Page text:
Hook is an adapter that coordinates kinesin-3 and dynein cargo attachment on early endosomes.
Journal of Cell Biology
Rockefeller University Press
© 2014 Bielska et al. This article is distributed under the terms of an Attribution– Noncommercial–Share Alike–No Mirror Sites license for the first six months after the publication date (see http://www.rupress.org/terms). After six months it is available under a Creative Commons License (Attribution–Noncommercial–Share Alike 3.0 Unported license, as described at http://creativecommons.org/licenses/by-nc-sa/3.0/).
Bidirectional membrane trafficking along microtubules is mediated by kinesin-1, kinesin-3, and dynein. Several organelle-bound adapters for kinesin-1 and dynein have been reported that orchestrate their opposing activity. However, the coordination of kinesin-3/dynein-mediated transport is not understood. In this paper, we report that a Hook protein, Hok1, is essential for kinesin-3- and dynein-dependent early endosome (EE) motility in the fungus Ustilago maydis. Hok1 binds to EEs via its C-terminal region, where it forms a complex with homologues of human fused toes (FTS) and its interactor FTS- and Hook-interacting protein. A highly conserved N-terminal region is required to bind dynein and kinesin-3 to EEs. To change the direction of EE transport, kinesin-3 is released from organelles, and dynein binds subsequently. A chimaera of human Hook3 and Hok1 rescues the hok1 mutant phenotype, suggesting functional conservation between humans and fungi. We conclude that Hok1 is part of an evolutionarily conserved protein complex that regulates bidirectional EE trafficking by controlling attachment of both kinesin-3 and dynein.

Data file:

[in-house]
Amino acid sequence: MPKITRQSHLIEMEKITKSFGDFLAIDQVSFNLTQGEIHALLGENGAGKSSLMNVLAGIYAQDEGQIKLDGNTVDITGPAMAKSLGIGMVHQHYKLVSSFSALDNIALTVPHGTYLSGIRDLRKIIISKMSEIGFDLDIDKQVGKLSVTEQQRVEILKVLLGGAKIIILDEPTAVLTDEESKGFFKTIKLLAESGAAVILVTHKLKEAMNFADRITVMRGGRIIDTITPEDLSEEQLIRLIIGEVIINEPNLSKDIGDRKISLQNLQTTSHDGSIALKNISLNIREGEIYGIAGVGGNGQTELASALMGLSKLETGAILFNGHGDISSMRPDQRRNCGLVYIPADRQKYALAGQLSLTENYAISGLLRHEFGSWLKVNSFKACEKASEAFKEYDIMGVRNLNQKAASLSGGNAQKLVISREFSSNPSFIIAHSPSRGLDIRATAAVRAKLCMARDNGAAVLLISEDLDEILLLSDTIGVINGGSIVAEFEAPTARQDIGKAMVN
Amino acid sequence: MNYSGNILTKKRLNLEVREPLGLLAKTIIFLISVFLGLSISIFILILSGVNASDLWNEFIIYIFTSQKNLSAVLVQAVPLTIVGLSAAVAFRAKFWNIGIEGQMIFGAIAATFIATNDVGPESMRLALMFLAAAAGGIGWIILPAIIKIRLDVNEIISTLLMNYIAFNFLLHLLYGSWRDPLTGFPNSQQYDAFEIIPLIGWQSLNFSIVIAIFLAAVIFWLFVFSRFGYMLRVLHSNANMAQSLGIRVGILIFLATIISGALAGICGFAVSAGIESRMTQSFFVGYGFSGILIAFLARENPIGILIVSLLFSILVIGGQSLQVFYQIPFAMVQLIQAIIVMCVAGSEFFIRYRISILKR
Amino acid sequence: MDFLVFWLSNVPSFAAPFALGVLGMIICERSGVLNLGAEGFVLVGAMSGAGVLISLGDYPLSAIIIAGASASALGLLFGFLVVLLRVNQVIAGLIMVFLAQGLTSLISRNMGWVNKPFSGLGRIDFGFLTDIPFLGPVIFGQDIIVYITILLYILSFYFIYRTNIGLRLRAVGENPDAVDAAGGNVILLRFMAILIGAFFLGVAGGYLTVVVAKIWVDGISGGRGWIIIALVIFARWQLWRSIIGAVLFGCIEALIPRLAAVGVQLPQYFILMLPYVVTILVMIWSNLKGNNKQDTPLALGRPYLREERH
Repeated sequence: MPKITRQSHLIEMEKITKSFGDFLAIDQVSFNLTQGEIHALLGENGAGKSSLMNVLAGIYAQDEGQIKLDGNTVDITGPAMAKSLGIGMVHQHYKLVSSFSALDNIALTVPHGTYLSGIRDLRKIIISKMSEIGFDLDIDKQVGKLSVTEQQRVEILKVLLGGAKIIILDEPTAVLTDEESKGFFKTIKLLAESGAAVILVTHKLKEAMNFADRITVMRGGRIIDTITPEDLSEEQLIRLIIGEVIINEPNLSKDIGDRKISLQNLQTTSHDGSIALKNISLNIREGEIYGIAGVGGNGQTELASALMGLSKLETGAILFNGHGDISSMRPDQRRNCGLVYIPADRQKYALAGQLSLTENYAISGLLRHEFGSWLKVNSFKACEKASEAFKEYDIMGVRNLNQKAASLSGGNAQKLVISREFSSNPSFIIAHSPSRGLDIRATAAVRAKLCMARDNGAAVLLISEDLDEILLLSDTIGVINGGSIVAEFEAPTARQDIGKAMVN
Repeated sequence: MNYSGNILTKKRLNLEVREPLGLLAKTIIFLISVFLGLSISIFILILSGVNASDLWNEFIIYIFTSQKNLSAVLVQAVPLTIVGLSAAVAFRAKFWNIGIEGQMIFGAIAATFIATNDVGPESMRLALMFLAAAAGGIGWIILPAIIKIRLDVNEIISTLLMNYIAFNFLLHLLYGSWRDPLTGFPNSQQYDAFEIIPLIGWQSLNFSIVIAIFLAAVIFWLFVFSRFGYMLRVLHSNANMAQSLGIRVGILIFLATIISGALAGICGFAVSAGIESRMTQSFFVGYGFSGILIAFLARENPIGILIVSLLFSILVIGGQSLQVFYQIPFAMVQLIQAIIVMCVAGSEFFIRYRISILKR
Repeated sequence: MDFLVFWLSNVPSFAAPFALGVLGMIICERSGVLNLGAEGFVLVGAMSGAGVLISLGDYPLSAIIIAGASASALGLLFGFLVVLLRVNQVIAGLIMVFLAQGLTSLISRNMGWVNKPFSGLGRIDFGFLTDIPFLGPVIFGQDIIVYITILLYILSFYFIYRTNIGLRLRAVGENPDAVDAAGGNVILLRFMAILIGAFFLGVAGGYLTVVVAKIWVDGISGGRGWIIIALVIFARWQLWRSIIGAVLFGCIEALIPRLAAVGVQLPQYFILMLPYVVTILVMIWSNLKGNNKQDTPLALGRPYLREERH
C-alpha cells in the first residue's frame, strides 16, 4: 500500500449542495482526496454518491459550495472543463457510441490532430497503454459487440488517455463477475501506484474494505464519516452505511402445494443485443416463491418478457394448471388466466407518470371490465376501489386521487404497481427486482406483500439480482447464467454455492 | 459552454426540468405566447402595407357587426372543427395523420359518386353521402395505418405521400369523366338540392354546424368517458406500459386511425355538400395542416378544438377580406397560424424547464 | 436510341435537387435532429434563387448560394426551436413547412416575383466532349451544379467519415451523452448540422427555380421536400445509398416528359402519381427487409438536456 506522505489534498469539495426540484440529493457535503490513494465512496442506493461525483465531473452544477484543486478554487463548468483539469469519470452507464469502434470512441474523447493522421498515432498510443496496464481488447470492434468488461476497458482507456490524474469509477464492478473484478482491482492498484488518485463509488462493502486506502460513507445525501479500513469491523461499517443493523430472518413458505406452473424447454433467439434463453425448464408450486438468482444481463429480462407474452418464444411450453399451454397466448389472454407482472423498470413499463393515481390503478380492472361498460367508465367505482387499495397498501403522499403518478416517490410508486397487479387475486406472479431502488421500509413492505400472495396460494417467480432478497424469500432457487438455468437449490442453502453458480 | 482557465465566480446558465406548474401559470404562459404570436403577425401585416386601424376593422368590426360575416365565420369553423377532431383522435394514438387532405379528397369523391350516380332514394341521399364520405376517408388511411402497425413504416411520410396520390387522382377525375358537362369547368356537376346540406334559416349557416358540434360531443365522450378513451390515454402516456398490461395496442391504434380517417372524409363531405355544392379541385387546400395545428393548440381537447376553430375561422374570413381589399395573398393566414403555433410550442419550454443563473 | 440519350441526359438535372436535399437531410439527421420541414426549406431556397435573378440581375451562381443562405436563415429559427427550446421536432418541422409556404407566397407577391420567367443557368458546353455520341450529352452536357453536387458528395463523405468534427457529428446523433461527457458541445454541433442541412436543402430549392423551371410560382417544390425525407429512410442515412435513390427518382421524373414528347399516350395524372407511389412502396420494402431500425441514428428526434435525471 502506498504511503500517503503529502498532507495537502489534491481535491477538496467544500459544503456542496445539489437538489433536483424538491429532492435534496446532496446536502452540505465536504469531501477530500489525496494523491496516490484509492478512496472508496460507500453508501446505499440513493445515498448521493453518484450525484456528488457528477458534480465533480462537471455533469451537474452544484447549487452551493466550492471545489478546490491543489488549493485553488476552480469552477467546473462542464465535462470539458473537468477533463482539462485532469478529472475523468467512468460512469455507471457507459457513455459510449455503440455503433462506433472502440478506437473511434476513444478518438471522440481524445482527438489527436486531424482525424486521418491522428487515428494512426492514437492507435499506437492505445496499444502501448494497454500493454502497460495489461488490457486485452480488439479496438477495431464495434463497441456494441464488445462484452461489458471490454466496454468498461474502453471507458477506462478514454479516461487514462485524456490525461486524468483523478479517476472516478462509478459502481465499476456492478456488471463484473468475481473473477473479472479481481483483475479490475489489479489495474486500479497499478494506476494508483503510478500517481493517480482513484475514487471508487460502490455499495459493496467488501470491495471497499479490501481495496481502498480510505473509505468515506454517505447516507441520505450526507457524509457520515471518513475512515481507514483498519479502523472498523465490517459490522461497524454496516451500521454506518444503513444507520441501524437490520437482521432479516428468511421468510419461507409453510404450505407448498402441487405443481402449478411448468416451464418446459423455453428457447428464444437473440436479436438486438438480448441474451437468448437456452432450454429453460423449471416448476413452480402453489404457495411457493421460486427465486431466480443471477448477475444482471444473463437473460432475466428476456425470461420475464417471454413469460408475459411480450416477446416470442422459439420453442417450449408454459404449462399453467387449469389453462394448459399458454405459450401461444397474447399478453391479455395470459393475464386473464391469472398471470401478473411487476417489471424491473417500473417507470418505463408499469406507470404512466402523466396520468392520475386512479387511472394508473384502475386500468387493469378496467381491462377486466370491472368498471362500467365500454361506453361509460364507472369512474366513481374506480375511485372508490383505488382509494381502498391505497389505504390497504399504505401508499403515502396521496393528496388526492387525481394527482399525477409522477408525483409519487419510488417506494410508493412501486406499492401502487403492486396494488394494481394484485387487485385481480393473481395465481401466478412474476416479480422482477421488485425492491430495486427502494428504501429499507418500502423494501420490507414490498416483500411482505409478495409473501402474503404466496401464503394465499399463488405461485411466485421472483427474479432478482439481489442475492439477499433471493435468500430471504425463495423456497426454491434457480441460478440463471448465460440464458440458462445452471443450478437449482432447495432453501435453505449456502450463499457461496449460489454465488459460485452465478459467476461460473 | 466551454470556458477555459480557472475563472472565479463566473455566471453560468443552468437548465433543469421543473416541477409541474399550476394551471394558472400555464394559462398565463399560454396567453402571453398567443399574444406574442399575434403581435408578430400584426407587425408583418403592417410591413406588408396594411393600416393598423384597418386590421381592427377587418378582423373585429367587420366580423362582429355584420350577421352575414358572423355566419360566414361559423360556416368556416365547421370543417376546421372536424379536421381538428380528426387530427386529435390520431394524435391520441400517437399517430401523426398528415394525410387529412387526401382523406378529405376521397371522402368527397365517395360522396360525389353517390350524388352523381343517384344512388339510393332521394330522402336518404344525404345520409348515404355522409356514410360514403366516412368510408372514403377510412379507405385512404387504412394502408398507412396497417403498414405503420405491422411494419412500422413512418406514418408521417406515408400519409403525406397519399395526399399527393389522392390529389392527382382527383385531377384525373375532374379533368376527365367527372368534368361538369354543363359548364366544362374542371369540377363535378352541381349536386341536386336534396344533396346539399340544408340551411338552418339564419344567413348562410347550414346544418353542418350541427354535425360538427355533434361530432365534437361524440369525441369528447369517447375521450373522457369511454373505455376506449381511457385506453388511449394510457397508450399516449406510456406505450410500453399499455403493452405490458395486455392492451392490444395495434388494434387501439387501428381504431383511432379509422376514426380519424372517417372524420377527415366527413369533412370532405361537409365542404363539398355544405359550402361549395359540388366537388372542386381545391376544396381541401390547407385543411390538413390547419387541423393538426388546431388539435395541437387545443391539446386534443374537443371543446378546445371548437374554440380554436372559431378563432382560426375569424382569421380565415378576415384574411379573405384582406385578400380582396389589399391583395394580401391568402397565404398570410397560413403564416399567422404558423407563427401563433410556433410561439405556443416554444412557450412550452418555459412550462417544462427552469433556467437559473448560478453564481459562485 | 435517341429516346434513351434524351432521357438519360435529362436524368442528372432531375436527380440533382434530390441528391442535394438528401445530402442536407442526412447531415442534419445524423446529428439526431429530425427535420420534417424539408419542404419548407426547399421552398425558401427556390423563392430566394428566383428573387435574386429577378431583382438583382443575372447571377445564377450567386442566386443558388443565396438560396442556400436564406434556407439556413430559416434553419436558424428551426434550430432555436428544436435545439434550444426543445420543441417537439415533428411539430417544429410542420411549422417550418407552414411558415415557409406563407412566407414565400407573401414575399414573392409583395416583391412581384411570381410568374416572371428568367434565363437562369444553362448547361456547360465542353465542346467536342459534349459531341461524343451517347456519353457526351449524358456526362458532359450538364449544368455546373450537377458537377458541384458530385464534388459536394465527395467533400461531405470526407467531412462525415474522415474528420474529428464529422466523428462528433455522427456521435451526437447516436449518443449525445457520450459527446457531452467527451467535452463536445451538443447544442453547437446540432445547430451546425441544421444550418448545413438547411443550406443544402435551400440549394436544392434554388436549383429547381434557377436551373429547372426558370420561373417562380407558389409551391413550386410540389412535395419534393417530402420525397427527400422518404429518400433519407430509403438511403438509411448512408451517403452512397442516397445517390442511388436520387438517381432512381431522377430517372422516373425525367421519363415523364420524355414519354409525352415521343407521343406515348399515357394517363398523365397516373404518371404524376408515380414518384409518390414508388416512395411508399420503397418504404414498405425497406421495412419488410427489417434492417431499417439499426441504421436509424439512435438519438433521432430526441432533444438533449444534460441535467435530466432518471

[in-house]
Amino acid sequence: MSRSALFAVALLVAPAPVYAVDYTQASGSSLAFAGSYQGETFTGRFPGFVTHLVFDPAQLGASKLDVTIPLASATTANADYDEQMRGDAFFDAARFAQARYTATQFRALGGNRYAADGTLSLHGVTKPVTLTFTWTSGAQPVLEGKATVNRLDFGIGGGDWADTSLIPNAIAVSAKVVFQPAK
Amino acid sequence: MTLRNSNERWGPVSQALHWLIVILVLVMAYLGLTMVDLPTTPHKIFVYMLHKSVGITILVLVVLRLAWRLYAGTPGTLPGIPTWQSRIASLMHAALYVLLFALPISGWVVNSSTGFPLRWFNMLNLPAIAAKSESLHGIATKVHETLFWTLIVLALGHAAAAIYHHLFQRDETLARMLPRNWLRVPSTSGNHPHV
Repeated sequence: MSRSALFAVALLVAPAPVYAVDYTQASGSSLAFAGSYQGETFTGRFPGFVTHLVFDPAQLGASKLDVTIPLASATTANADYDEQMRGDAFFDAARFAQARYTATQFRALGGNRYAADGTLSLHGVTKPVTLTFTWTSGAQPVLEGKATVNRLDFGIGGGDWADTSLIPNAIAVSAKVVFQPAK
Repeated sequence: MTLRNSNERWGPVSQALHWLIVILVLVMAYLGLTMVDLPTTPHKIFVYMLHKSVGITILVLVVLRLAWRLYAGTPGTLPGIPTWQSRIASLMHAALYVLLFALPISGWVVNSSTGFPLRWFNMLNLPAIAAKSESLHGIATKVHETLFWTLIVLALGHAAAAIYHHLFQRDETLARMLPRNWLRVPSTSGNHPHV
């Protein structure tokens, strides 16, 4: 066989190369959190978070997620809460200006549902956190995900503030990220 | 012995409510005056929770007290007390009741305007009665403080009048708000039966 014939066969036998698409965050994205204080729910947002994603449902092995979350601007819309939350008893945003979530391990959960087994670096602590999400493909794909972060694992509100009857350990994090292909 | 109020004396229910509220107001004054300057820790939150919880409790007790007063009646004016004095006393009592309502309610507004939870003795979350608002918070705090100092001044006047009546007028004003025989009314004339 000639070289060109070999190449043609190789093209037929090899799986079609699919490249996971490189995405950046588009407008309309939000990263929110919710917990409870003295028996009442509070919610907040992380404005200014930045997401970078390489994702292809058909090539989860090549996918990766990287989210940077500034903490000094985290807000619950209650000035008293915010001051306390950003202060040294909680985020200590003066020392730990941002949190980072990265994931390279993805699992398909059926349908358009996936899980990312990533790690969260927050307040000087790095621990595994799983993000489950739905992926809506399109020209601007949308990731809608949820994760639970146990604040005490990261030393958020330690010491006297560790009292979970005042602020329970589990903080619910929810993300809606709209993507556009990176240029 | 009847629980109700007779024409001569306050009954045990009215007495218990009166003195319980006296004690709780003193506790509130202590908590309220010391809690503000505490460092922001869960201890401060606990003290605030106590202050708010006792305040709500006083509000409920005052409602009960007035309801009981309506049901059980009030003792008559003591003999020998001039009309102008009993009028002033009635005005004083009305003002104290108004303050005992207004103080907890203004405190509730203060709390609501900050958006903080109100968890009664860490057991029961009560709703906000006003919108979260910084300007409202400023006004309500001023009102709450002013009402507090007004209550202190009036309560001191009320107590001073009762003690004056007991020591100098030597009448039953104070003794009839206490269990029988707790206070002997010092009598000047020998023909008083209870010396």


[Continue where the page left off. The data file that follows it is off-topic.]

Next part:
This work was supported by Wellcome Trust (097835/Z/11/Z) and the Biotechnology and Biological Sciences Research Council (BB/J009903/1).
This is the final version of the article. Available from Rockefeller University Press via the DOI in this record.
Vol. 204 (6), pp. 989 - 1007
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